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In the name of GOD

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  1. In the name of GOD

  2. Scrotal Ultrasound Examination

  3. Normal Anatomy

  4. The scrotum regulates the position of the testes to the body a function that regulates the temperature of the testis. Spermatogenesis is affected by temperature and is involuntarily controlled by the dartos and cremasteric muscles. The dartos muscle is a smooth muscle layer within the subcutaneous tissues of the scrotum. When the temperature of the testes falls below ideal for spermatogenesis the dartos muscle contracts decreasing surface area of the scrotum available to release heat. The cremasteric muscle connected to the testis from within the spermatic cord and regulates the temperature of the testis by lower and raising it relative to the pelvis.

  5. Normal US Scrotal Anatomy A normal adult testis is oval shaped, measures 5 × 3 × 2 cm in size and has homogeneous and intermediate echogenicity. The tunica albuginea, a dense fibrous capsule deep to the tunica vaginalis, it is reflected into the interior of the testis, forming the incomplete septum along the longitudinal axis of the testis known as the mediastinum of the testis. The epididymis, which overlies the superolateral aspect of the testis, comprises a head, body, and tail. The tail of the epididymis continues as the vas deferens in the spermatic cord. The epididymal head measures 5–12mm in size, body of the epididymis is 2–4 mm thick. Testicular appendages such as the appendix testis, a müllerian duct remnant found at the superior aspect of the testis, and the appendix epididymis, is a mesonephric remnant located at the epididymal head.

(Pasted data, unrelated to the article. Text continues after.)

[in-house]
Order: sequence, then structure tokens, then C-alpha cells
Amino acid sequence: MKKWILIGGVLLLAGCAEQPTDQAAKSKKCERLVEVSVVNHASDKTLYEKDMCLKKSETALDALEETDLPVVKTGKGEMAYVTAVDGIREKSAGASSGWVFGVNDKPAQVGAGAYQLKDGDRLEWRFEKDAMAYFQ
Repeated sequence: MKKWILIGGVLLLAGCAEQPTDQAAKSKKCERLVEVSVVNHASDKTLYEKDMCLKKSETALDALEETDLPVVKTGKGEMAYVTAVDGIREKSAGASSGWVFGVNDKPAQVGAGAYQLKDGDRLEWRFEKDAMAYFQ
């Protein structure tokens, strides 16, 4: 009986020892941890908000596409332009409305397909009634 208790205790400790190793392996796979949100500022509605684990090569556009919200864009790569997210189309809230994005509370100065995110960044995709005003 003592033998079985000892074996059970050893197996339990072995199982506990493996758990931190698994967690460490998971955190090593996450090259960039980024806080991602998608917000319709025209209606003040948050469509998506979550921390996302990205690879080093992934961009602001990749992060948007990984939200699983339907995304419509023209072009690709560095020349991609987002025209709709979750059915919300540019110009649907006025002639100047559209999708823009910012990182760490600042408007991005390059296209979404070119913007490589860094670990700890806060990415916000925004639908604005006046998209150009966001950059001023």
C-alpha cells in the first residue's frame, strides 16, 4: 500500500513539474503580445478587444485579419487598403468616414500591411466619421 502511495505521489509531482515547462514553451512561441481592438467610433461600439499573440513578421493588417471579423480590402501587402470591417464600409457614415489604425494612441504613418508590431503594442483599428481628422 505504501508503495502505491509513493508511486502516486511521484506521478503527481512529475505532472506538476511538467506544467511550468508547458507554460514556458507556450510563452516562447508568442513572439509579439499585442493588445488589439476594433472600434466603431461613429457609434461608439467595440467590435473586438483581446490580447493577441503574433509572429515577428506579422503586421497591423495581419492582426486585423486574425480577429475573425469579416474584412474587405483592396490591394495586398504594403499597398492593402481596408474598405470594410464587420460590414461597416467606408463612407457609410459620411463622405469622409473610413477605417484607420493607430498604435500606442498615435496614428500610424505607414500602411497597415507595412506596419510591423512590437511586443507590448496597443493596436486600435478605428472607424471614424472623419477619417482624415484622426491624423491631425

6. Normal shaped testis with homogeneous and medium echopattern, with pyramidal shaped epididymal head (H) at the upper pole of testis and is isoechoic to testis.

  7. The mediastinum (M) as an echogenic band.

  8. The spectral waveform of the intratesticular arteries has a low-flow, low-resistance pattern with a mean resistive index of 0.62 and peak systolic velocity ranges from 4 to 19cm/s.

  9. Appendix of testis

  10. Appendix of epididymus

  11. Inguinal Hernia US is helpful in patients with equivocal physical findings and in those presenting with acute inguinoscrotal swelling. Hernias are classified as direct or indirect, depending on their relationship to the inferior epigastric artery by using color Doppler US. In hernial sac contains most commonly bowel loops,next most common content is omentum, which appears as hyperechoic areas in US. In real time US an akinetic dilated loop of bowel in the hernial sac is, hyperemia of bowel wall and scrotal skin are suggestive of strangulation.